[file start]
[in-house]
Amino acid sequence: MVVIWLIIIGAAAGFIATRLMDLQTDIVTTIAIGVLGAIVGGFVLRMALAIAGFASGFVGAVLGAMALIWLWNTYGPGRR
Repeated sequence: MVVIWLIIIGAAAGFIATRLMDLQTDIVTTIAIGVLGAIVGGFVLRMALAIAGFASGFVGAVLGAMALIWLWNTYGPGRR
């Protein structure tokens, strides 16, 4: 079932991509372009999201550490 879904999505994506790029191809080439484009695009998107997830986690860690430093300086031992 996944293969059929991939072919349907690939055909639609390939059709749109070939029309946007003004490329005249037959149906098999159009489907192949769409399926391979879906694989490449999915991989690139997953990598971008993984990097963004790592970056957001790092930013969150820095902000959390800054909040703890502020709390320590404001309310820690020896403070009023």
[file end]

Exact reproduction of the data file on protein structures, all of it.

[in-house]
Amino acid sequence: MVVIWLIIIGAAAGFIATRLMDLQTDIVTTIAIGVLGAIVGGFVLRMALAIAGFASGFVGAVLGAMALIWLWNTYGPGRR
Repeated sequence: MVVIWLIIIGAAAGFIATRLMDLQTDIVTTIAIGVLGAIVGGFVLRMALAIAGFASGFVGAVLGAMALIWLWNTYGPGRR
């Protein structure tokens, strides 16, 4: 079932991509372009999201550490 879904999505994506790029191809080439484009695009998107997830986690860690430093300086031992 996944293969059929991939072919349907690939055909639609390939059709749109070939029309946007003004490329005249037959149906098999159009489907192949769409399926391979879906694989490449999915991989690139997953990598971008993984990097963004790592970056957001790092930013969150820095902000959390800054909040703890502020709390320590404001309310820690020896403070009023």